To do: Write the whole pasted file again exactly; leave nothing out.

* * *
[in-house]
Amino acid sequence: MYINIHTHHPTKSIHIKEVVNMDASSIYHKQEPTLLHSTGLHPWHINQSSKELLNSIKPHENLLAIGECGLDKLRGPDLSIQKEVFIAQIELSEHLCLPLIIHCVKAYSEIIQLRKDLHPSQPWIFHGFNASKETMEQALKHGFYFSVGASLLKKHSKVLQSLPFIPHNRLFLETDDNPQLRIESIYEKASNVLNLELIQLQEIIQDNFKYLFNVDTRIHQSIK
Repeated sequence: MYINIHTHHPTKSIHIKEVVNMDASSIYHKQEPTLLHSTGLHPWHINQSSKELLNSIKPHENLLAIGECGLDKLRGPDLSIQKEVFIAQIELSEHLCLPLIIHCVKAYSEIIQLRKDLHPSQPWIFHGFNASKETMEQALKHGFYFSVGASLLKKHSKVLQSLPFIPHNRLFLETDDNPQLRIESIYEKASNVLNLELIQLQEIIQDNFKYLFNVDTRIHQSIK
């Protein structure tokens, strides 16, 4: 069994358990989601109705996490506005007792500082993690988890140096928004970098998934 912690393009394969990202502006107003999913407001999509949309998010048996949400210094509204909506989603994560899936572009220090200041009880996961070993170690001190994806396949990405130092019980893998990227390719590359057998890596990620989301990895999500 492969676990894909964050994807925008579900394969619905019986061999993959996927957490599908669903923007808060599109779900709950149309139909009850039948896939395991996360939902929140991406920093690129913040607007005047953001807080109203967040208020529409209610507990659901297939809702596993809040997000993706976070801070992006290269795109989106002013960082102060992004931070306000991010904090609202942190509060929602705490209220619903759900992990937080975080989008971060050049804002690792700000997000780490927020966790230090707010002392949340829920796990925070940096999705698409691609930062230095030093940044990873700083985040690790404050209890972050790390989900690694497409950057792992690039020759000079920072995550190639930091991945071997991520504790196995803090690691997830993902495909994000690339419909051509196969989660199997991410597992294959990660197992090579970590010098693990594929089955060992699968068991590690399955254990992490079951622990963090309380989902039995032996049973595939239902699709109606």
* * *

[in-house]
Amino acid sequence: MYINIHTHHPTKSIHIKEVVNMDASSIYHKQEPTLLHSTGLHPWHINQSSKELLNSIKPHENLLAIGECGLDKLRGPDLSIQKEVFIAQIELSEHLCLPLIIHCVKAYSEIIQLRKDLHPSQPWIFHGFNASKETMEQALKHGFYFSVGASLLKKHSKVLQSLPFIPHNRLFLETDDNPQLRIESIYEKASNVLNLELIQLQEIIQDNFKYLFNVDTRIHQSIK
Repeated sequence: MYINIHTHHPTKSIHIKEVVNMDASSIYHKQEPTLLHSTGLHPWHINQSSKELLNSIKPHENLLAIGECGLDKLRGPDLSIQKEVFIAQIELSEHLCLPLIIHCVKAYSEIIQLRKDLHPSQPWIFHGFNASKETMEQALKHGFYFSVGASLLKKHSKVLQSLPFIPHNRLFLETDDNPQLRIESIYEKASNVLNLELIQLQEIIQDNFKYLFNVDTRIHQSIK
């Protein structure tokens, strides 16, 4: 069994358990989601109705996490506005007792500082993690988890140096928004970098998934 912690393009394969990202502006107003999913407001999509949309998010048996949400210094509204909506989603994560899936572009220090200041009880996961070993170690001190994806396949990405130092019980893998990227390719590359057998890596990620989301990895999500 492969676990894909964050994807925008579900394969619905019986061999993959996927957490599908669903923007808060599109779900709950149309139909009850039948896939395991996360939902929140991406920093690129913040607007005047953001807080109203967040208020529409209610507990659901297939809702596993809040997000993706976070801070992006290269795109989106002013960082102060992004931070306000991010904090609202942190509060929602705490209220619903759900992990937080975080989008971060050049804002690792700000997000780490927020966790230090707010002392949340829920796990925070940096999705698409691609930062230095030093940044990873700083985040690790404050209890972050790390989900690694497409950057792992690039020759000079920072995550190639930091991945071997991520504790196995803090690691997830993902495909994000690339419909051509196969989660199997991410597992294959990660197992090579970590010098693990594929089955060992699968068991590690399955254990992490079951622990963090309380989902039995032996049973595939239902699709109606």